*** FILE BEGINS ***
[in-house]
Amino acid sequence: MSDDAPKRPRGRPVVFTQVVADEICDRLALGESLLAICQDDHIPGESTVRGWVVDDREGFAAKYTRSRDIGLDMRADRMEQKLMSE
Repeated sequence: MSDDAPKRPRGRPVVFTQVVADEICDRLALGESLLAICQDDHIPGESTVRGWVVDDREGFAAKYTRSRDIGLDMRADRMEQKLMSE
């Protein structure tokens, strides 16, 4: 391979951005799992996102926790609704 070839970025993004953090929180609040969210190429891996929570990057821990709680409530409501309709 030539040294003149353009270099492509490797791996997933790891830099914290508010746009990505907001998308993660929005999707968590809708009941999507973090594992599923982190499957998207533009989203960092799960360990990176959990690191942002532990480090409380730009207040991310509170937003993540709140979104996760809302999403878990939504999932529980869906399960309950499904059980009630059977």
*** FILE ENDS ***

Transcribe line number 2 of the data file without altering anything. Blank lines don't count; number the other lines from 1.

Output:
Amino acid sequence: MSDDAPKRPRGRPVVFTQVVADEICDRLALGESLLAICQDDHIPGESTVRGWVVDDREGFAAKYTRSRDIGLDMRADRMEQKLMSE